Bonga Kuenda, the politically outspoken Angolan athlete turned pop star, hasn't changed much since his music career began in the Seventies. His voice is still endearingly raspy, his lyrics still speak of the heartbreak his country continues to endure, and his music is still a gorgeous mix of styles culled from the former Portuguese empire -- Angola, Brazil, Cape Verde, and Portugal itself.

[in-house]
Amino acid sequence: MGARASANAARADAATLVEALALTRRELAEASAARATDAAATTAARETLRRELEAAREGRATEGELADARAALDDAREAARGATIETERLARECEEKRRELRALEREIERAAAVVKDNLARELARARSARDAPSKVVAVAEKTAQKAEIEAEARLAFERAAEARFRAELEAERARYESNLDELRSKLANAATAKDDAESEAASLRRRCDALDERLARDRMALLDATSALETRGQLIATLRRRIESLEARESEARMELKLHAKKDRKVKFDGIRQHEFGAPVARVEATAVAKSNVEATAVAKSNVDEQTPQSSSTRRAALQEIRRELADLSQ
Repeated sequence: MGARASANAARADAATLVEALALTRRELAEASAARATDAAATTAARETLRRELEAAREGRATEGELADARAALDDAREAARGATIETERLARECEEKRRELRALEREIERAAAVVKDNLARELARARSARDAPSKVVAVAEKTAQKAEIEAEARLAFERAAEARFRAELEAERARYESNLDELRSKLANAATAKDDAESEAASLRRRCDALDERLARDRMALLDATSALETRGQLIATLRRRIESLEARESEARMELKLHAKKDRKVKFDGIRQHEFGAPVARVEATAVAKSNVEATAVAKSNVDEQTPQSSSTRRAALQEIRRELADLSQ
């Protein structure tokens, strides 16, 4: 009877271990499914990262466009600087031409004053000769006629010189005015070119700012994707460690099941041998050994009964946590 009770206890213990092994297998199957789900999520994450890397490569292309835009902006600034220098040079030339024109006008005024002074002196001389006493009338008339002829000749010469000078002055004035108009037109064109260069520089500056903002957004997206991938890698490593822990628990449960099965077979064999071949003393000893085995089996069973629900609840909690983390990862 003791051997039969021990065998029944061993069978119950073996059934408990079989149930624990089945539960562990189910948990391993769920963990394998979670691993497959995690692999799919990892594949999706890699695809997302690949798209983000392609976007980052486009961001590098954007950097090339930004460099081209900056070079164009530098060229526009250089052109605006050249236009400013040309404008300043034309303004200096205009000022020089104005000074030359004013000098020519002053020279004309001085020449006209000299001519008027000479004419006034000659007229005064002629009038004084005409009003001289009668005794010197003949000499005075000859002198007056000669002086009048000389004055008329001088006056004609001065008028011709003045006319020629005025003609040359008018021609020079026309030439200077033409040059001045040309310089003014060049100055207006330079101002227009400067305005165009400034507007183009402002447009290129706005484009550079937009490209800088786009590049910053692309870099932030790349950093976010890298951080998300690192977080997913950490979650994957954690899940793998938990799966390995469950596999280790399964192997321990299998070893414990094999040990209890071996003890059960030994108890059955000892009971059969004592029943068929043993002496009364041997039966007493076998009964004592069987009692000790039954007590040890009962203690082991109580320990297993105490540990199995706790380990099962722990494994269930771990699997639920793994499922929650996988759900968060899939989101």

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Much of Bonga's music has been called semba, an Angolan precursor to Brazilian samba, and there's some of that on Kaxexe (In Hiding), most notably in "Marimbondo," which comes across as a samba with the volume knob turned slightly down. But there's more than just that. "Vira Moda" and "Samania" hint at Congolese soukous and even Afro-Caribbean merengue and calypso, and ballads such as "Moname" and the title track evoke the Cape Verdean singer Cesaria Evora and the lush mournfulness of Portuguese fado. Despite its pervasive melancholy, the music on Kaxexe radiates a stately grace. It's as if Bonga intends to pull his countrymen out of their troubles through his music.